Fictional character Salomé lived in Judea between AD 14 and 71. Her Hebrew name is שלומית (Shlomit) means “peace” and was used as the typical “hello” greeting of the time. According to tradition, Salome was the stepdaughter of Herod Antipas (ruler of Judea), and danced before him on his birthday. This so delighted Herod that he promised her mother a favour, which was the beheading of John the Baptist.
Christian traditions depict her as an icon of dangerous female seductiveness, for instance depicting as erotic her dance mentioned in the New Testament, or concentrate on her lighthearted and cold foolishness that, according to the gospels, led to John the Baptist’s death.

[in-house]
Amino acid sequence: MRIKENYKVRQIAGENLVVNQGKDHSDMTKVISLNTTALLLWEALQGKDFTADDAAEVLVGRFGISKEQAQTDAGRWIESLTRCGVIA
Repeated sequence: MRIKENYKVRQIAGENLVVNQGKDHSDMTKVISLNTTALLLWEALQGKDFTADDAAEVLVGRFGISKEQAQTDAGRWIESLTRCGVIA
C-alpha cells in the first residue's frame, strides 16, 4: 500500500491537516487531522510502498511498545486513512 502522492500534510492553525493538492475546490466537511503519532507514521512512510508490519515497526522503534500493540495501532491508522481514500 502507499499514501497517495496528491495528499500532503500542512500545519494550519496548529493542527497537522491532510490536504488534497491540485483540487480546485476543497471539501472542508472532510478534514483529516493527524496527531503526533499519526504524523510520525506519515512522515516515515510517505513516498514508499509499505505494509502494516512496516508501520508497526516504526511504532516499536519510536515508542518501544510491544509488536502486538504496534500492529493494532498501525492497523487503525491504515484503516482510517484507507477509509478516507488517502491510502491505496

Often the subject of fine art, below I have gathered as many examples of Salomé in painting or sculpture as possible, and arranged them chronologically. If you can think of any that I’ve missed, please leave a link in the comments!
Salome dancing before Herod (1876) by Gustave Moreau
Salome (1907) by Vardges Surenyants
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